A PRIEST falsely accused of child sexual abuse yesterday publicly forgave his accuser - and asked a court to show mercy when sentencing him.
Paul Anderson (34) claimed the priest had buggered him while giving him First Holy Communion prayer tuition more than 25 years ago.
The allegations, made four years ago, were untrue, but the priest was instantly and publicly suspended from ministry while the claims were investigated.
During an emotional victim-impact statement read to Dublin Circuit Criminal Court yesterday, the priest said he would have preferred to have been shot in the head than for him and his family to have gone through the last four years.
Anderson was jailed for four years for making the false complaint.
The jury returned a 10-2 majority guilty verdict after deliberating for almost six hours at the end of the 17-day trial.
Anderson - of Crumlin Park, Crumlin, and formerly of Fatima Mansions and Iveagh Trust Flats, New Bride Street, Dublin - had denied falsely accusing the priest.
He denied making a false statement to Detective Garda Brian Kavanagh at Kevin Street garda station on June 18, 2003, that acts of indecent assault and buggery were committed on him by the priest between February and May 1981.
Det Sgt Martin Mooney told the court that when the garda investigation revealed Anderson's claims were untrue, the priest was reinstated to his pastoral ministry at Midnight Mass on Christmas Eve 2003 and received a standing ovation from the congregation.
Judge Patricia Ryan said the court had considered letters and testimonials, including a victim-impact statement from the priest.
During that statement, the priest said he hoped the result would not stop genuine victims of child sexual abuse from coming forward.
He thanked the professionalism of the gardai, who "gave me back my very life".
He would be forever grateful and particularly mentioned Det Sgt Mooney and Det Gda Kavanagh, "who approached this case with meticulous attention to detail that uncovered the truth and led to justice being done".
In his statement, he said that as a result of Anderson and the One-in-Four group going to the Archbishop of Dublin, he was instantly suspended from ministry.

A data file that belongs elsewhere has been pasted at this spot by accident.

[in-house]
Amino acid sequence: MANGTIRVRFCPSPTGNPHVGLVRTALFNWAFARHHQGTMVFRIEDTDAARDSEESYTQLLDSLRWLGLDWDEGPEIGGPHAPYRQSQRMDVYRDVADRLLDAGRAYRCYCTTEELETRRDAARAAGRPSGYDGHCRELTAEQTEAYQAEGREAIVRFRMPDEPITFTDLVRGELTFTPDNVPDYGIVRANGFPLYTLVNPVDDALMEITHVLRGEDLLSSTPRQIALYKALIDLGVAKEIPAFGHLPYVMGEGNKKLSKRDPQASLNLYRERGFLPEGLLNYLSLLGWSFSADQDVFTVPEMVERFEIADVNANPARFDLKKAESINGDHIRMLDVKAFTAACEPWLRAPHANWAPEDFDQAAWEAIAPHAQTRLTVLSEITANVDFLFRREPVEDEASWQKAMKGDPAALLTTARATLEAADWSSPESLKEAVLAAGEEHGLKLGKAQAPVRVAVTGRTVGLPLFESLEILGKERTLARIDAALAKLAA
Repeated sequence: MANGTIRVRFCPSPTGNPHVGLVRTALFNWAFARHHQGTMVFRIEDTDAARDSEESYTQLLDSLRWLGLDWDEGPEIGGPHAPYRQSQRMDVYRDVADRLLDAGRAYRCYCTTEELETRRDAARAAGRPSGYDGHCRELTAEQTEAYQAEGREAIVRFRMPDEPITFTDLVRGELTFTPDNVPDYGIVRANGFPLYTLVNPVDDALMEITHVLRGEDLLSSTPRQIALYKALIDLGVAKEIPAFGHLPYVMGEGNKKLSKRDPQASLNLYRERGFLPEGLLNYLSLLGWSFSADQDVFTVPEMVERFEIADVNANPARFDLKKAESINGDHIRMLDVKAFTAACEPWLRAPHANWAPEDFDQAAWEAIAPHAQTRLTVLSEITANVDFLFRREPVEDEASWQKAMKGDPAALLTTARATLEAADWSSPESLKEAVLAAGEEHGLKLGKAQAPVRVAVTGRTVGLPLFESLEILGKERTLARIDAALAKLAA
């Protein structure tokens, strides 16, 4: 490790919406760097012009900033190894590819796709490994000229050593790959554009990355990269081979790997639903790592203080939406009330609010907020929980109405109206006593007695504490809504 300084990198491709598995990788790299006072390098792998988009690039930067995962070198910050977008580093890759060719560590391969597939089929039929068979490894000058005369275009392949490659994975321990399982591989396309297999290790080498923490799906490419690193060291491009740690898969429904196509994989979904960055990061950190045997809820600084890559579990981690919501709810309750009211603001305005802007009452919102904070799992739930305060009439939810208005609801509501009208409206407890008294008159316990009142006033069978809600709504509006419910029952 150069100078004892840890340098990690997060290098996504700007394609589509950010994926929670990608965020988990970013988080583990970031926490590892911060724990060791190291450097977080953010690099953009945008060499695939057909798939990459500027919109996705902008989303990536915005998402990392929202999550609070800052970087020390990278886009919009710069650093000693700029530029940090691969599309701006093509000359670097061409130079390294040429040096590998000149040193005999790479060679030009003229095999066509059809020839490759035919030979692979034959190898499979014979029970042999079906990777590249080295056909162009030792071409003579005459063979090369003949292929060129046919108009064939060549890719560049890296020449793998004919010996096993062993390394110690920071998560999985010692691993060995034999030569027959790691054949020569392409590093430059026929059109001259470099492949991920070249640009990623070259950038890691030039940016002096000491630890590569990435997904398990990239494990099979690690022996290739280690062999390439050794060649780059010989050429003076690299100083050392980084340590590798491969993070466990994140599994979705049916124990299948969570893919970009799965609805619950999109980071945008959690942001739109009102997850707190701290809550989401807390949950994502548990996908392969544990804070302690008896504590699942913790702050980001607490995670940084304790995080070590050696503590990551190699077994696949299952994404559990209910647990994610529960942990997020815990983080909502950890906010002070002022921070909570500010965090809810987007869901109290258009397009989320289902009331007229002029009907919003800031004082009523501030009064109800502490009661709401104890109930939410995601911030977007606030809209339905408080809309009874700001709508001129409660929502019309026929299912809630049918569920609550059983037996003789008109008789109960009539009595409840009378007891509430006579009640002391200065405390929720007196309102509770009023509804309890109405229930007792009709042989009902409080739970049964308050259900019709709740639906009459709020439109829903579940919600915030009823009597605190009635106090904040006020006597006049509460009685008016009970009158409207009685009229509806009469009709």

"Without any due process, my diocese - in this Guantanamo Bay reaction - had me stand aside from my work as a priest. I had to leave my house and home and stay with family and friends, and I lost almost a year out of my pastoral work." He described the allegations against him as being like a case of armed robbery, with the accuser using his name and reputation in order to extract money from the Church.
"I would have honestly preferred had the perpetrator shot me through the head rather than have put me and my family through the pangs of anxiety and the profound sufferings we endured over the past four years." He said his ordeal had given him "a deeper insight into the mind of Christ", who had also been falsely accused.
"And since his standard of forgiveness was 'seventy times seven times' then surely I must be able to find it in me to forgive Paul Anderson - which I now do - and I do so wholeheartedly.
"So may I sincerely ask that this be taken into merciful consideration by the court when sentence is being passed," he said.
Handing down sentence, Judge Ryan said the court had also taken into account medical evidence on behalf of Anderson regarding his suicidal tendencies, including an overdose he took before his trial was initially due to come before the court.
She noted also the further submission by defence counsel Damien Colgan that Anderson had no previous convictions and had a good work record.
Judge Ryan said the aggravating factor was that his false claim was planned to try and extract money from the Church, and the court had to mark the seriousness of the offence by imposing a four-year sentence.
Mr Colgan earlier told Judge Ryan that Anderson has found prison "harrowing and difficult" since going into custody following his conviction.
Judge Ryan refused his application for leave to appeal conviction and sentence.
The jury heard that Anderson was €9,000 in debt and his car had been repossessed when he made the allegations, but he denied in evidence that he had planned to sue the priest and a nun he falsely claimed sent him for prayer tuition, as well as a Christian Brother he also named to gardai.
Evidence showed that neither Anderson nor any other pupil from his school had ever been sent to the priest for Holy Communion prayer tuition and he admitted he had never been sexually abused by any brother.